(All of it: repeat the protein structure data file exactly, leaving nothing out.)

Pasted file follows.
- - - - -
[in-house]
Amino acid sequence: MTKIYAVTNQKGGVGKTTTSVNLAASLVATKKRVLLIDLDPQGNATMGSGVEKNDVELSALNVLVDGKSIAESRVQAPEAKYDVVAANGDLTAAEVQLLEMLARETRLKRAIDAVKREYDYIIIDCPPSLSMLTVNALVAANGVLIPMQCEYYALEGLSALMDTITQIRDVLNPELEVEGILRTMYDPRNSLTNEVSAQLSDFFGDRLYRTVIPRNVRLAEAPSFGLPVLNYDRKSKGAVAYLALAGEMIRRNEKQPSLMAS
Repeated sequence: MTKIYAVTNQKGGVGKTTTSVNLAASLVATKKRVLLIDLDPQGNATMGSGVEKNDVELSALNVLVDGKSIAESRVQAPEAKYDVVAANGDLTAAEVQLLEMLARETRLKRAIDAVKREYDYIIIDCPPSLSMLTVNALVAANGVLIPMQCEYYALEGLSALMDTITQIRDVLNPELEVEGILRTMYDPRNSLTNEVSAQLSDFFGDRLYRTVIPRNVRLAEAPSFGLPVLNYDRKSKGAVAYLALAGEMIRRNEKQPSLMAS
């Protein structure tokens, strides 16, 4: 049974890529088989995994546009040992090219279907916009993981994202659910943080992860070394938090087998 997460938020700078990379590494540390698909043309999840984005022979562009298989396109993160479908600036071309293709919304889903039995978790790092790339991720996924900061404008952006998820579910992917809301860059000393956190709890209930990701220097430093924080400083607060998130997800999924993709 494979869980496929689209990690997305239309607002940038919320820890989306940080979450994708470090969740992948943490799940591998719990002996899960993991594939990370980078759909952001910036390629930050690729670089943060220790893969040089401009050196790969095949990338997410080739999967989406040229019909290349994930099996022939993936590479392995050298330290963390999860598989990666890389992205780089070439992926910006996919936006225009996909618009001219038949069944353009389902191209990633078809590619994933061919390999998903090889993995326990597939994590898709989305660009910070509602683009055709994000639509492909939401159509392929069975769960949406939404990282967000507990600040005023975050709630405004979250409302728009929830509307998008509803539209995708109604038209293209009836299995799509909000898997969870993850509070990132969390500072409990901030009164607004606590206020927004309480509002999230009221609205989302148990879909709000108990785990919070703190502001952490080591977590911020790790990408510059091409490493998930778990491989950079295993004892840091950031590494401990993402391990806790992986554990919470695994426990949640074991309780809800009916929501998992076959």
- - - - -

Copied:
[in-house]
Amino acid sequence: MTKIYAVTNQKGGVGKTTTSVNLAASLVATKKRVLLIDLDPQGNATMGSGVEKNDVELSALNVLVDGKSIAESRVQAPEAKYDVVAANGDLTAAEVQLLEMLARETRLKRAIDAVKREYDYIIIDCPPSLSMLTVNALVAANGVLIPMQCEYYALEGLSALMDTITQIRDVLNPELEVEGILRTMYDPRNSLTNEVSAQLSDFFGDRLYRTVIPRNVRLAEAPSFGLPVLNYDRKSKGAVAYLALAGEMIRRNEKQPSLMAS
Repeated sequence: MTKIYAVTNQKGGVGKTTTSVNLAASLVATKKRVLLIDLDPQGNATMGSGVEKNDVELSALNVLVDGKSIAESRVQAPEAKYDVVAANGDLTAAEVQLLEMLARETRLKRAIDAVKREYDYIIIDCPPSLSMLTVNALVAANGVLIPMQCEYYALEGLSALMDTITQIRDVLNPELEVEGILRTMYDPRNSLTNEVSAQLSDFFGDRLYRTVIPRNVRLAEAPSFGLPVLNYDRKSKGAVAYLALAGEMIRRNEKQPSLMAS
């Protein structure tokens, strides 16, 4: 049974890529088989995994546009040992090219279907916009993981994202659910943080992860070394938090087998 997460938020700078990379590494540390698909043309999840984005022979562009298989396109993160479908600036071309293709919304889903039995978790790092790339991720996924900061404008952006998820579910992917809301860059000393956190709890209930990701220097430093924080400083607060998130997800999924993709 494979869980496929689209990690997305239309607002940038919320820890989306940080979450994708470090969740992948943490799940591998719990002996899960993991594939990370980078759909952001910036390629930050690729670089943060220790893969040089401009050196790969095949990338997410080739999967989406040229019909290349994930099996022939993936590479392995050298330290963390999860598989990666890389992205780089070439992926910006996919936006225009996909618009001219038949069944353009389902191209990633078809590619994933061919390999998903090889993995326990597939994590898709989305660009910070509602683009055709994000639509492909939401159509392929069975769960949406939404990282967000507990600040005023975050709630405004979250409302728009929830509307998008509803539209995708109604038209293209009836299995799509909000898997969870993850509070990132969390500072409990901030009164607004606590206020927004309480509002999230009221609205989302148990879909709000108990785990919070703190502001952490080591977590911020790790990408510059091409490493998930778990491989950079295993004892840091950031590494401990993402391990806790992986554990919470695994426990949640074991309780809800009916929501998992076959």